Afterwards I drove to Richmond, a beautiful little town north of the Yorkshire Dales, where we would stay once more for a night at my very favourite B&B, the Eliza House. Meeting Liz again felt like coming back to a friend and once again she spoiled us with home made vegan flapjacks (banana this time), loving cuddles and tea. We got a beautifully decorated room and even all the soaps in the bathroom are vegan. The house is a little master piece of romantic retro interior design. And you are invited to live in it. Liz is simply an awesome, warm host. And she isn’t concerned about  dog hair, so you’re totally invited to relax and enjoy the beauty that surrounds you -  and that’s what we did.
To end the day in another wave of complacency, I took a bath in the pompous bathtub (see pic) and finished The Bell Jar. Now it’s good night Richmond, see you soon, Newcastle…
Good night!

Via London To Cambridge (19th-22nd March)


Met up with Annegret in London on my way to Cambridge. We hadn’t met since our little trip to Liverpool and Wales, so there was a lot to catch up to. After lunch and a short business visit to the LAMDA the thick London afternoon traffic gave us much more time to chat. I traded some music against coffee and Marmite toast at her place, then Lumpi and me finally hit the road to Cambridge, where we arrived pretty late at our shabby little hotel for the next nights.

The day after, I tried to do some sight seeing with Lunte, but she struggled walking along the streets without soft green under her paws. So we slowly walked a compromise trail to a café, went on to the market square where I bought the best falafel wrap I’ve ever had and a spongy delightful chocolate muffin at a little van (Taste of Cambridge) and headed to the nearest park until early evening.

Next morning there was pure despair when the little daughter of some of the hotel staff was left alone at a breakfast table with a huge pile of scrambled egg and toast. She bravely tried to eat it with the gigantic cutlery, but couldn’t handle it. Weeping she put some of the greyish egg mass onto a slice of toast, but the clumps would fall off each time before she managed to reach her mouth. Eventually one of the waitresses came to help her and squeezed more egg between two slices of toast into a lump sandwich. But still the little girl couldn’t manage to bring toast and egg to it’s mouth which made her so desperate she crawled under the table she was left at and cried heartbreakingly until she was brought to her mother who took care of her again. Hope her next meal was easier to handle! My own mood wasn’t too bright either after this scene and too much time for internet research, writing couch requests and finding a hotel for my next stop (York). Though I felt like an ungrateful, ignorant tourist, I decided not to make another sightseeing attempt of the old town, but to spend the day in the Botanic Garden and at Jesus Green near the narrow boats for decent reading and thinking. Luckily thanks to Chris, a chouchsurfer from Cambridge, I got a little guided tour along beautiful historic college grounds in the evening (of course forgot my camera) before he cooked tasty dinner and we talked and talked and talked.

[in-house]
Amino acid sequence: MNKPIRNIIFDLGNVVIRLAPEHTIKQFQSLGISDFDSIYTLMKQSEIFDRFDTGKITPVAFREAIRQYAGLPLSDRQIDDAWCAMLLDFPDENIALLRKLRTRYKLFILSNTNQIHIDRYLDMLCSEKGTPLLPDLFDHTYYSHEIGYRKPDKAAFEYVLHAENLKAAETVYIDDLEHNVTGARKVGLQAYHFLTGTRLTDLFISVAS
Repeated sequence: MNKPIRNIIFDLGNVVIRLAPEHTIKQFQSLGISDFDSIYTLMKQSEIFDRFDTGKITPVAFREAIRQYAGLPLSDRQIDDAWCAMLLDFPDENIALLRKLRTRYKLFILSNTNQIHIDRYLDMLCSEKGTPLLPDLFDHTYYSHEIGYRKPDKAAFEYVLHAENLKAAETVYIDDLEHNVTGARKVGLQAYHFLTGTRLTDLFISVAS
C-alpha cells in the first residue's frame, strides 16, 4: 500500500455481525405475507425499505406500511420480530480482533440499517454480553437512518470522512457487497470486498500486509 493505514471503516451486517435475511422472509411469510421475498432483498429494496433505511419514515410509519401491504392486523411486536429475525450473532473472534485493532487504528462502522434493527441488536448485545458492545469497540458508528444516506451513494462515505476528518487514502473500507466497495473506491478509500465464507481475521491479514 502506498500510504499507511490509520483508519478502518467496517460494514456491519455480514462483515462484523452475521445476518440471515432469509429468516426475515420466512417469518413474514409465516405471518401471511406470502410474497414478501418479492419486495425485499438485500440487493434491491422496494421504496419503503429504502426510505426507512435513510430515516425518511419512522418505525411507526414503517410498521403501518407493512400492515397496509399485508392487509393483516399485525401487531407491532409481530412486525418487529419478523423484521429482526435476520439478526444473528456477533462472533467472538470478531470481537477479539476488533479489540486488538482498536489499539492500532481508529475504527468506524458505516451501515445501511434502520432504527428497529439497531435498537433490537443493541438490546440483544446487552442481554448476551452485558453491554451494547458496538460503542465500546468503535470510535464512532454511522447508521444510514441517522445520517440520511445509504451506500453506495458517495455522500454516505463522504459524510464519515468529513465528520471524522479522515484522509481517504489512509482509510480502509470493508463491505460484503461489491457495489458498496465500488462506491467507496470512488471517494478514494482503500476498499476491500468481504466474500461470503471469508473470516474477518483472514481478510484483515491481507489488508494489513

Two days between trees, horses and the seaside: The New Forest (17th to 18th March)
Out in the country it is even harder to find couchsurfers to host Lumpi and me, so once again we ended up in a B&B. And once again we were very lucky to find a nice place: very kind hosts, again a dog-owning couple. My vegan breakfast was a true feast: porridge & apricots, mushrooms, delicious tomatoes with some fresh coriander, hash browns & beans on toast. Happy and totally stuffed for the rest of each day!
Nonetheless it seems like too much of wealthy country life gets me into a bad mood, the first day turned into misanthropy day at first. Walking along the little market on Lymington's High Street (see pic) I felt the need to escape to a more spacious or a more urban place. Urban wasn't available, so we went to Keyhaven for a walk along the harbour and a relaxing view over the sea and the horizon on a pebbly beach. Warm apple pie with ice cream and ginger tea at the Queen’s Head in Burley did the trick at last and I could return happily to the B&B at last, watching a beautiful sunset and passing wild horses, sheep and cows along the road.